Conservatives “no longer the party of the UK homeowner” after Capital Gains Tax change

The government has decided to reduce the Capital Gains Tax exemption, much to the consternation of landlord and estate agency groups.

The allowance will be cut from £12,300 to £6,000 in April 2023, and to £3,000 by April 2024.

Marc von Grundherr, director of Benham and Reeves, said: “Jeremy Hunt’s raid on middle England and landlords, in particular, by slashing the amount exempt in capital gains tax is likely to disconnect this government even further from their traditional electoral base.

“It’s a risky strategy and one that confirms that the Conservative’s are no longer the party of the UK homeowner, which is sure to lose them votes further down the line.”

It’s thought the move could do more to push landlords out of the sector, reducing stock in the private rented stock and therefore causing demand to further outstrip supply.

James Forrester, managing director of Barrows and Forrester, said: “We can expect the nation’s tenants to feel the brunt, as yet another government initiative designed to deter landlords, this time in the form of a capital gains tax raid, reduces the level of stock available and drives up rental values.”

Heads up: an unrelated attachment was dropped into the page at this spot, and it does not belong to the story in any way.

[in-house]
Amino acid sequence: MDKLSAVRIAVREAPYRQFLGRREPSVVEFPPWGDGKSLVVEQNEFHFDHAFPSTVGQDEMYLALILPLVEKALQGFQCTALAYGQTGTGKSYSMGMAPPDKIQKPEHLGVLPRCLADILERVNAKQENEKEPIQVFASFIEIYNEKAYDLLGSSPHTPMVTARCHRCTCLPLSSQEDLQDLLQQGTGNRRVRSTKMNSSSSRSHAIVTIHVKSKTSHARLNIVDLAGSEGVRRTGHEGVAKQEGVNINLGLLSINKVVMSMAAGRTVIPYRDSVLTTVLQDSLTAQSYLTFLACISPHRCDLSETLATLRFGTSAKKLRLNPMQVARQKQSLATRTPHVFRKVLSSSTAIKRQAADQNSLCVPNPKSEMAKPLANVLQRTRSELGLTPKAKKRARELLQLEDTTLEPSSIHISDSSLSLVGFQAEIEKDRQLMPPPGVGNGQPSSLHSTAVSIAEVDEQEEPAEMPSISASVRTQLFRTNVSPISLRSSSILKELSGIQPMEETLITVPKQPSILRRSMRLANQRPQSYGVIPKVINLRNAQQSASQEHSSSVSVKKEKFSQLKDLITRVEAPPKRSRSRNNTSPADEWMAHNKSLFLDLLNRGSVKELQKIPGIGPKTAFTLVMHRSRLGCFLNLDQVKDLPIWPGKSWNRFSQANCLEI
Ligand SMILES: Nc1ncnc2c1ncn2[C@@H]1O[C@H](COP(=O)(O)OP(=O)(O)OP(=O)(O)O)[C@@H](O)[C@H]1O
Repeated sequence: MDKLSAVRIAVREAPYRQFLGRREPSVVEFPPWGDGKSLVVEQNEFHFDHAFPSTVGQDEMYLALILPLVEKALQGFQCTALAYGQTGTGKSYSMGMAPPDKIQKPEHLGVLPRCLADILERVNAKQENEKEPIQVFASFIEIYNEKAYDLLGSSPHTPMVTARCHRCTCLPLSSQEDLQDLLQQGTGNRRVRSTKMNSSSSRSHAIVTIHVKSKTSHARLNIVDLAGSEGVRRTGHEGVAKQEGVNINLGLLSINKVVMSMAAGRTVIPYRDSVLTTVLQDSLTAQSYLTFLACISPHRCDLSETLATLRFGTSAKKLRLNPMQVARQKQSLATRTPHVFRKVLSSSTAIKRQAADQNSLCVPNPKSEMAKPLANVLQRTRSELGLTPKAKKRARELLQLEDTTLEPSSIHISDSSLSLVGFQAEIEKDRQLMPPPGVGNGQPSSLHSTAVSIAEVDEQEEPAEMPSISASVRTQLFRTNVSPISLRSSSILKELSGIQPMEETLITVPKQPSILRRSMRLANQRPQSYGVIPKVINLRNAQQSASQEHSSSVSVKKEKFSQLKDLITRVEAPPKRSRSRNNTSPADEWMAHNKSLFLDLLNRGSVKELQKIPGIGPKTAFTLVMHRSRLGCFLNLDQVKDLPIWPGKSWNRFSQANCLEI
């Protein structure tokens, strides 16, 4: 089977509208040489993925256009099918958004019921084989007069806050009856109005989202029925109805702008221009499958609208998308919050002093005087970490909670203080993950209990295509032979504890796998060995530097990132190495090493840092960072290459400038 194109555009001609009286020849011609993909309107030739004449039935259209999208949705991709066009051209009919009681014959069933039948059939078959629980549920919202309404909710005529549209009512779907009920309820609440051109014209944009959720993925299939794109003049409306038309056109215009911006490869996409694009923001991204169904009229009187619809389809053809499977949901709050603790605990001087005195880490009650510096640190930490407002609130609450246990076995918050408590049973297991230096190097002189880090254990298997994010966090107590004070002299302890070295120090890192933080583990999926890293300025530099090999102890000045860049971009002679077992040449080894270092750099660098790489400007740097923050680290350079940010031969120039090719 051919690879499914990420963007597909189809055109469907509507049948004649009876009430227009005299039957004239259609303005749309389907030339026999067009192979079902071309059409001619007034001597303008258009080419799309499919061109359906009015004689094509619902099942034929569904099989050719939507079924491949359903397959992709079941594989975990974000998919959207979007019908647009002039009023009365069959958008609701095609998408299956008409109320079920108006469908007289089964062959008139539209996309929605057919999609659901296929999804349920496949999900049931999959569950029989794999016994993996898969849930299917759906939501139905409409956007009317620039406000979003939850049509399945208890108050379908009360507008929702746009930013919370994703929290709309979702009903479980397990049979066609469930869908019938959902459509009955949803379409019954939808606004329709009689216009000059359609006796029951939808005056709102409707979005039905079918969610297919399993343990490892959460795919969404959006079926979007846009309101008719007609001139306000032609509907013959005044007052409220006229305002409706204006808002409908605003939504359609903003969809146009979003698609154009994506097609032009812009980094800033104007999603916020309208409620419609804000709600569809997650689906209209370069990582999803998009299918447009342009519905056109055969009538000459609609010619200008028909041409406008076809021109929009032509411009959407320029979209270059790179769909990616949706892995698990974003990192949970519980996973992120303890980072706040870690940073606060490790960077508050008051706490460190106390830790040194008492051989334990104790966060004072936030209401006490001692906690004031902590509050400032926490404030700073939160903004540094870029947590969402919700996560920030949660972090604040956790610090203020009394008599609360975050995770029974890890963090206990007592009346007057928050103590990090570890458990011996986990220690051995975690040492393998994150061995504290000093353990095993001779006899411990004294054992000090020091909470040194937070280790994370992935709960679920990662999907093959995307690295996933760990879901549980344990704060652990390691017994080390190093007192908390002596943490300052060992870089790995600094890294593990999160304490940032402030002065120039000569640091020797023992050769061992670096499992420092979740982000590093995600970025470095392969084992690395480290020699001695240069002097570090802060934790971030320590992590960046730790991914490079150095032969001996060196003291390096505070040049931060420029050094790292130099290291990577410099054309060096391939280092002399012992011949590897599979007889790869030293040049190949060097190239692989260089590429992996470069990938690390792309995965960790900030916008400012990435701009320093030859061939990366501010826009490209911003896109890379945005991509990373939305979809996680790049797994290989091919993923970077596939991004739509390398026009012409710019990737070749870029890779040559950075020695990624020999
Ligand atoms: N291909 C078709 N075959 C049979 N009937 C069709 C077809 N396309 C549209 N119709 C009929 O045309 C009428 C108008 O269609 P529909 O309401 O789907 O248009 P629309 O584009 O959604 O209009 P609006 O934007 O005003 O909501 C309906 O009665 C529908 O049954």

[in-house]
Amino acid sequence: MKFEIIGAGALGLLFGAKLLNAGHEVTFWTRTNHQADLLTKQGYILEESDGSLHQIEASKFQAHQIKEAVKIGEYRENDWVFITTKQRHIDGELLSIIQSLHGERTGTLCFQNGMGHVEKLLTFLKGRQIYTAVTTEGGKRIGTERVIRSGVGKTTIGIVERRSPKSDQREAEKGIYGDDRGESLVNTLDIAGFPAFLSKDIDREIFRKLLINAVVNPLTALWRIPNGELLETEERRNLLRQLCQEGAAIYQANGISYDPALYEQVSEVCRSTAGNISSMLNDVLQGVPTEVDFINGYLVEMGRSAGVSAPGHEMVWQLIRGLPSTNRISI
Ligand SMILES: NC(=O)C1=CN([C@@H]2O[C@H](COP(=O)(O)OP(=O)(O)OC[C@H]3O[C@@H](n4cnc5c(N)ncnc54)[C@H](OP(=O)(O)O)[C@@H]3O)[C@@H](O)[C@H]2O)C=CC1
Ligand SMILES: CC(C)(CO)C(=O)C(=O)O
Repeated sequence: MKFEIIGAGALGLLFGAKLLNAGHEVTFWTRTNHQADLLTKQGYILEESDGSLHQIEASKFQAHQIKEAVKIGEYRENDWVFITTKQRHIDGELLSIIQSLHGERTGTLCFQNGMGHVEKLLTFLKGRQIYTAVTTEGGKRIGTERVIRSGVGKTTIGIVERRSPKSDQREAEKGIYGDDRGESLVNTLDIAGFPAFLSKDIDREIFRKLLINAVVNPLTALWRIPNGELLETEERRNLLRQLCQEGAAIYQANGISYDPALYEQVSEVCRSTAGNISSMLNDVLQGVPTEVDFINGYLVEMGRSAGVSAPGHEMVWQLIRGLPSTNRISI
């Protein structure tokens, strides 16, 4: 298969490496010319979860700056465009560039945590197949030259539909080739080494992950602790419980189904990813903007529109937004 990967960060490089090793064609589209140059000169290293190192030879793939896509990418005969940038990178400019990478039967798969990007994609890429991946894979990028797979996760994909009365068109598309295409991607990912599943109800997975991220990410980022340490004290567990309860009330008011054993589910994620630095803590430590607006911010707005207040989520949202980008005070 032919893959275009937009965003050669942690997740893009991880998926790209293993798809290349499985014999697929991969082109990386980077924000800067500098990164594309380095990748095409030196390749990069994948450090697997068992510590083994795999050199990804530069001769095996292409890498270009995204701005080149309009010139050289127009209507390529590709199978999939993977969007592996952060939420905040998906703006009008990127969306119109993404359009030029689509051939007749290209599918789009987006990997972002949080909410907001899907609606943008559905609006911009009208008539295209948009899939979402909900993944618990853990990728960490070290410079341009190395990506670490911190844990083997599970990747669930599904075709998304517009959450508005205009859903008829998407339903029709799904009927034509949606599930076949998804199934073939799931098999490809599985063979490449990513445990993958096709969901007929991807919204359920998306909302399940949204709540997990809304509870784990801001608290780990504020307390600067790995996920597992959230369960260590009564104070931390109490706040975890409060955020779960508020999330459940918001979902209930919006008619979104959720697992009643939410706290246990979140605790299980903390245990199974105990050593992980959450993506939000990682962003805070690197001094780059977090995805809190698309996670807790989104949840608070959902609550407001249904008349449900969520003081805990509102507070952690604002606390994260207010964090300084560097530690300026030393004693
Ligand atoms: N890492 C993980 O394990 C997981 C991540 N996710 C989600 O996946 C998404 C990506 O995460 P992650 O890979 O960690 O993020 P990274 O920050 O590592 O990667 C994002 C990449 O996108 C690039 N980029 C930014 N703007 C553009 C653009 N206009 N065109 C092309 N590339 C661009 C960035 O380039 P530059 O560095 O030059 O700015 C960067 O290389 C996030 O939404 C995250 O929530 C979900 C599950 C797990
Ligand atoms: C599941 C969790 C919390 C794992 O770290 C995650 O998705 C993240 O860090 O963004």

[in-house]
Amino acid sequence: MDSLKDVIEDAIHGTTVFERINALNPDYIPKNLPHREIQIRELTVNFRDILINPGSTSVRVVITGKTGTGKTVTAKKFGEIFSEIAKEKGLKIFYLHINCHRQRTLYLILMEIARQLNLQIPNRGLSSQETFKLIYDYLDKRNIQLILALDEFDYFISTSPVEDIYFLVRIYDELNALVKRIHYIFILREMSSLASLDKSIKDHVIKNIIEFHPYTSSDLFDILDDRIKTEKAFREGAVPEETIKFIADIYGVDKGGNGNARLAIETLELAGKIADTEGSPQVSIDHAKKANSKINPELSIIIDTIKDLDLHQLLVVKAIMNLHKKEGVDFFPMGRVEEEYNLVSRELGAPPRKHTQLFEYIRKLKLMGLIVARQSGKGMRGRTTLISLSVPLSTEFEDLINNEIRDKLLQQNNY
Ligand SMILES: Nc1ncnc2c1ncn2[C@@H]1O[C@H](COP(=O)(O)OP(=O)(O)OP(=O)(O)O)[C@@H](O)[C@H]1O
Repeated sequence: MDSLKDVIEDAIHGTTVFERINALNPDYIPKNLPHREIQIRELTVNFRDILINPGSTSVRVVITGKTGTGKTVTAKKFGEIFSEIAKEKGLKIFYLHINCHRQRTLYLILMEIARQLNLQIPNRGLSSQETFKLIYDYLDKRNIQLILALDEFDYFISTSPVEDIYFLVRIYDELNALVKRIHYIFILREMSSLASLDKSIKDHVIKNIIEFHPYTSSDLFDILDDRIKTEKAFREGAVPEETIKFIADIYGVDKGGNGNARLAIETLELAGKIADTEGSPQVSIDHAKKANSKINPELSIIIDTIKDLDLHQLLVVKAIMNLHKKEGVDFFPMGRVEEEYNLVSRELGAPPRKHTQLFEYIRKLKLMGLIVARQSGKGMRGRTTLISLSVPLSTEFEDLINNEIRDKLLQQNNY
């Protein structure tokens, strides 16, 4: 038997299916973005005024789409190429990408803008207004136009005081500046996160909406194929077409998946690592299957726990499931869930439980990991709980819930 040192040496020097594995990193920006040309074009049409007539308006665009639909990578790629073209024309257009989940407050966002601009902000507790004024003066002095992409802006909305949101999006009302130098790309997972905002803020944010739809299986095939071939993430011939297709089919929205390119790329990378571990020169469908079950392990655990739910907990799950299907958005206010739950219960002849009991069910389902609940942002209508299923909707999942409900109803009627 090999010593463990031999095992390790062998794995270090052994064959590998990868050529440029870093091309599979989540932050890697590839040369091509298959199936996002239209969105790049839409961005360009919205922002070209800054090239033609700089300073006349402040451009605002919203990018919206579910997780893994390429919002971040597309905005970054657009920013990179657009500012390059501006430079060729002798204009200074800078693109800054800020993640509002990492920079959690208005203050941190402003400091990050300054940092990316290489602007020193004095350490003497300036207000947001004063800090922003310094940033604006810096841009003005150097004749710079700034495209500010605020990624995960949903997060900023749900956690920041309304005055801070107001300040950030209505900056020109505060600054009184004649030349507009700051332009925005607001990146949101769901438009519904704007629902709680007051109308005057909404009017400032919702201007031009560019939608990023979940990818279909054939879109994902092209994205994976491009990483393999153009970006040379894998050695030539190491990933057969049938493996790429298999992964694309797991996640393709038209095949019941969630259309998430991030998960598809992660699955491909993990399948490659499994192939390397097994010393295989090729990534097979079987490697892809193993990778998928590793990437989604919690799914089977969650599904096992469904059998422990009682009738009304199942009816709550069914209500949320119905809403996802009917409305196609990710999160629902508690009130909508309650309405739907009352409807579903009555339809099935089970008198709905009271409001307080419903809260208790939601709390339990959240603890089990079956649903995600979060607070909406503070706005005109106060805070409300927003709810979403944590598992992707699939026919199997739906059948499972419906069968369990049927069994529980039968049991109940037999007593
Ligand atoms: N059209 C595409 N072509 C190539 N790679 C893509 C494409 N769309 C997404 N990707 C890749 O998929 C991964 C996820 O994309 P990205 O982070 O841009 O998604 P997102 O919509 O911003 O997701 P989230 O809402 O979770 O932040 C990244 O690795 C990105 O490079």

Tom Bill, head of UK residential research at Knight Frank, added: “The cut to the capital gains tax exemption is a further disincentive for landlords but, like other announcements in the Autumn Statement, it could’ve been worse.

“It will disproportionately affect landlords of lower-value properties but CGT rates have not been aligned with income tax, so a material drop in demand or a wave of selling is unlikely.

“Landlords have faced a series of tax hikes in recent years but private rented property accounts for 1 in 5 of English households. At a time when living costs are rising so quickly, policy should remain rooted in economics, encouraging landlords to remain in the sector and keeping downwards pressure on rents.”

And Chris Hodgkinson, managing director of House Buyer Bureau, said: “A bleak budget for the nation, as the government ramps up taxes while we stare down the barrel of a 41 year high in inflation.

“As a result, we can expect the Bank of England to act with a further hike to interest rates in the immediate future and this will put even greater strain on our household finances.

“As it does, we can expect the property market to suffer as buyers can no longer afford to purchase at previous price thresholds, bringing house prices down in the process.

“With changes to capital gains tax we can also expect an influx of stock from hard pressed landlords, who have grown weary of the government’s consistent attacks on their profit margins and are looking to off load their buy to let portfolios.

“In doing so, this additional stock will also help balance the scale of supply and demand, contributing further to a muted housing market.”

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